Choosing the appropriate absorption base

A percentage of direct materials cost A percentage of direct labour cost A percentage of prime cost A rate per machine hour A rate per direct labour hour A rate per unit A percentage of factory cost (for admin overhead) A percentage of sales or factory cost ( for selling and distribution overhead)

The budgeted production overheads and other budgeted data of Nick are as below. Calculate the absorption rate using the various bases of apportionment
Budget department A

department B

Overhead cost Direct materials cost Direct labour cost Machine hours Direct labour hours Unit of production

Rs 36,000 Rs 32,000 Rs 40,000 10,000 18,000

Rs 5,000



Blanket absorption rate and departmental absorption rate

A blanket overhead absorption rate is an absorption rate used throughout a factory and for all jobs and units of output irrespective of the department in which they are produced If a separate absorption rate is used for each department, charging of overheads will be fair and the full cost of production of items will represent the amount of effort and resources put in making them Blanket overhead rates are not appropriate in the following circumstances: There is more than one department Jobs do not spend an equal amount of time in each department 27

Activity- Blanket and separate absorption rate

A company has two production departments, for which the following budgeted information is available:Calculate the rate of overhead recovery if a single factory overhead absorption rate is applied Calculate the rate of overhead recovery if a separate departmental rate is applied Dept A Budgeted overheads Rs 360,000 Dept B Rs 200,000 40,000 hours Total Rs 560,000 240,000

Budgeted 200,000 hours direct labour hours


Activity (Cont)- Blanket and separate absorption rate

If the company undertakes two jobs, X and Y, where Job X has a prime cost of Rs 100 and takes 30 hours in dept B and does not involve any work in dept A and job Y has a prime cost of Rs 100, takes 28 hours in dept A and 2 hours in dept B, What would be the factory cost of each job, using the following rates of overhead recovery:(a) A single factory rate of overhead c\recovery (b) Separate departmental rates of overhead recovery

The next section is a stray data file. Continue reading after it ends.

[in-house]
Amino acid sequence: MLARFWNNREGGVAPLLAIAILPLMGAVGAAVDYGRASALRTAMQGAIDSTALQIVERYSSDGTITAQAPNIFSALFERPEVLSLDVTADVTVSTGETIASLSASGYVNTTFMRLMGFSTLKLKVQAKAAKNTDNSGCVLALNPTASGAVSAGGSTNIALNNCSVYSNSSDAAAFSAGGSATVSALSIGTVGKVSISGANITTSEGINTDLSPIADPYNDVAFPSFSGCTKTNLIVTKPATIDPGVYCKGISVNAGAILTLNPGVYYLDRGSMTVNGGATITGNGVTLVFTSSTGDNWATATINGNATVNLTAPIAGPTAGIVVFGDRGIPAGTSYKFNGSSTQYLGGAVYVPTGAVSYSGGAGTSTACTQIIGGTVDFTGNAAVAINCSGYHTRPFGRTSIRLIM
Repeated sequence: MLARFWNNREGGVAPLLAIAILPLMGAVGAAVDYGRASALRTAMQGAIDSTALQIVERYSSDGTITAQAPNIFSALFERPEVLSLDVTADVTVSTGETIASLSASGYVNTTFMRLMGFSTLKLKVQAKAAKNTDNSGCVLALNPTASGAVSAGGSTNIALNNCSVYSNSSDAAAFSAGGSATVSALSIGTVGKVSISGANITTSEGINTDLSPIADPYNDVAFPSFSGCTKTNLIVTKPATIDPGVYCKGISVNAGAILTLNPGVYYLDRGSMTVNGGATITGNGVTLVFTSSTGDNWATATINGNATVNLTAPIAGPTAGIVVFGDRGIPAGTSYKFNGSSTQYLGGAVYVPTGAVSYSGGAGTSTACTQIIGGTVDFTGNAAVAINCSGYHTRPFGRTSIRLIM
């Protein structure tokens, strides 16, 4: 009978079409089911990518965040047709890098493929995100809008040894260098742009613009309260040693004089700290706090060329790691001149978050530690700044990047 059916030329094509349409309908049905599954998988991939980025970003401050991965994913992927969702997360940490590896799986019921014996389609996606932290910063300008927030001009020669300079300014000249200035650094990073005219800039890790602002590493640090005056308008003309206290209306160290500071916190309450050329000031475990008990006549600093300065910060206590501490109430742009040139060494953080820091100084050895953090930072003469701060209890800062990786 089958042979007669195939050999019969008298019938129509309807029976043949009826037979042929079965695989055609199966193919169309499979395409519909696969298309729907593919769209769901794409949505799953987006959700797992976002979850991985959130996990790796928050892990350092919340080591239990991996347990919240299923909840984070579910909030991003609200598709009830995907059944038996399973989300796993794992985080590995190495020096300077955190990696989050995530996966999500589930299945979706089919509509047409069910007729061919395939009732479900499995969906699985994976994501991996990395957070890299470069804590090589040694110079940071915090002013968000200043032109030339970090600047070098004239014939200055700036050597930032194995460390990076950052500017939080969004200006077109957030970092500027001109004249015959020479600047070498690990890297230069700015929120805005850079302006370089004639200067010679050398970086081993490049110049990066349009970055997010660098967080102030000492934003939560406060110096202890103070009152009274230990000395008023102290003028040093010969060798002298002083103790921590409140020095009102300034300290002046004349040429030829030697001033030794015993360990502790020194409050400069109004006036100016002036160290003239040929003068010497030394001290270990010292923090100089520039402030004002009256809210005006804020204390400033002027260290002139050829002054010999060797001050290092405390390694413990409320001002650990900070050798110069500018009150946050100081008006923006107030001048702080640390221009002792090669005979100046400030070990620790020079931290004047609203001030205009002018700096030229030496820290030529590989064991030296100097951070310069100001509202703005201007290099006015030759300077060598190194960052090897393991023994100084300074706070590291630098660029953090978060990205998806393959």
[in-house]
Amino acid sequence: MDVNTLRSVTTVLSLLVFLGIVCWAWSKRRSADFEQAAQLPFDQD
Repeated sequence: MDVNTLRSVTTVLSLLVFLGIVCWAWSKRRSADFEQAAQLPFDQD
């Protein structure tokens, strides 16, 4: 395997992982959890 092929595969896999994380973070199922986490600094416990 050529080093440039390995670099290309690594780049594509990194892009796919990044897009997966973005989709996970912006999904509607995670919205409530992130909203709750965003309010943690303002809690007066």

Activity-Machine hour absorption rate

The following data relate to one year in a department:Budgeted machine hours 25,000 Actual machine hours 21,875 Budgeted overheads Rs 350,000 Actual overheads Rs 350,000 Based on the above data, what is the machine hour absorption rate?

Over and under absorption of overheads

The rate of overhead absorption is based on estimates ( of both numerator and denominator) and it is quite likely that either one or both of the estimates will nit agree with what actually occurs Over absorption means that the overheads charged to the cost of sales is more than the overheads actually incurred Under absorption means that insufficient overheads have been included in the cost of sales

The reasons for over/under absorbed overheads

The overhead absorption rate is predetermined from budget estimates of overhead cost and the expected volume of activity. Over or under recovery of overhead will occur in the following circumstances: Actual overhead costs are different from budgeted overhead The actual activity level is different from the budgeted activity level Actual overhead costs and actual activity level 32 differ from the budgeted costs and levels

Example-over and under absorption

The following data is given for a production department:Budgeted overhead Rs 80,000 Budgeted direct labour hours 40,000 Actual overhead Rs 84,000 Actual direct labour hours 45,000 Calculate the under/over absorbed overheads

Ref co has a budgeted production overhead of Rs 50,000 and a budgeted activity of 25,000 direct labour hours. Calculate the under/over absorbed overheads and give reasons for the under/over absorption in the following circumstances:(a) Actual overheads cost Rs 47,000 and 25,000 direct labour hours are worked (b) Actual overheads cost Rs 50,000 and 21,5000 direct labour hours are worked (c) Actual overheads cost Rs 47,000 and 21,500 34 direct labour hours are worked